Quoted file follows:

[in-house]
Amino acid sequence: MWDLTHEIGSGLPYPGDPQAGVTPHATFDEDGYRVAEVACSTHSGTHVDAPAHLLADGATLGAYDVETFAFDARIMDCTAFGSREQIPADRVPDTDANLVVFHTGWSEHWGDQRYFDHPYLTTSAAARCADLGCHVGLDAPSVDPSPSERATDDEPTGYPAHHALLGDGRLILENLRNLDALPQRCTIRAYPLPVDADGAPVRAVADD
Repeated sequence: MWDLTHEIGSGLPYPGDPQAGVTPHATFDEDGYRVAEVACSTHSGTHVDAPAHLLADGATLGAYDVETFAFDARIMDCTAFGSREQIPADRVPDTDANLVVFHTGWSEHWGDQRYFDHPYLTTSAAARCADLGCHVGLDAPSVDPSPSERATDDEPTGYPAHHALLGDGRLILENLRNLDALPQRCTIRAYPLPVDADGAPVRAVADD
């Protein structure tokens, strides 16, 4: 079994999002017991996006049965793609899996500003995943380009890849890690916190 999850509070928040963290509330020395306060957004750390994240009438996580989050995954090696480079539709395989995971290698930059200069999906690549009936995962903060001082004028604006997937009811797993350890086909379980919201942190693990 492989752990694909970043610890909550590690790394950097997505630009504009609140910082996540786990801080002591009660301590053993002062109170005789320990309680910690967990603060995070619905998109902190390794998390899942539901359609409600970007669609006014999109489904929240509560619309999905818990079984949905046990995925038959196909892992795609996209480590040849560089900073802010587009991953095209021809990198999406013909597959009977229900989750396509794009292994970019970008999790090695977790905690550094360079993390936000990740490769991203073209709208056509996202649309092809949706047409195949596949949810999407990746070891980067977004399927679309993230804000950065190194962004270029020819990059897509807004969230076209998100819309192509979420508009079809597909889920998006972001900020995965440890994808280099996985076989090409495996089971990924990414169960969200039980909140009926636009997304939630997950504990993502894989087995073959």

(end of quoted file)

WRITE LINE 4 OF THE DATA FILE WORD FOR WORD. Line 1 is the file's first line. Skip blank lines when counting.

């Protein structure tokens, strides 16, 4: 079994999002017991996006049965793609899996500003995943380009890849890690916190 999850509070928040963290509330020395306060957004750390994240009438996580989050995954090696480079539709395989995971290698930059200069999906690549009936995962903060001082004028604006997937009811797993350890086909379980919201942190693990 492989752990694909970043610890909550590690790394950097997505630009504009609140910082996540786990801080002591009660301590053993002062109170005789320990309680910690967990603060995070619905998109902190390794998390899942539901359609409600970007669609006014999109489904929240509560619309999905818990079984949905046990995925038959196909892992795609996209480590040849560089900073802010587009991953095209021809990198999406013909597959009977229900989750396509794009292994970019970008999790090695977790905690550094360079993390936000990740490769991203073209709208056509996202649309092809949706047409195949596949949810999407990746070891980067977004399927679309993230804000950065190194962004270029020819990059897509807004969230076209998100819309192509979420508009079809597909889920998006972001900020995965440890994808280099996985076989090409495996089971990924990414169960969200039980909140009926636009997304939630997950504990993502894989087995073959």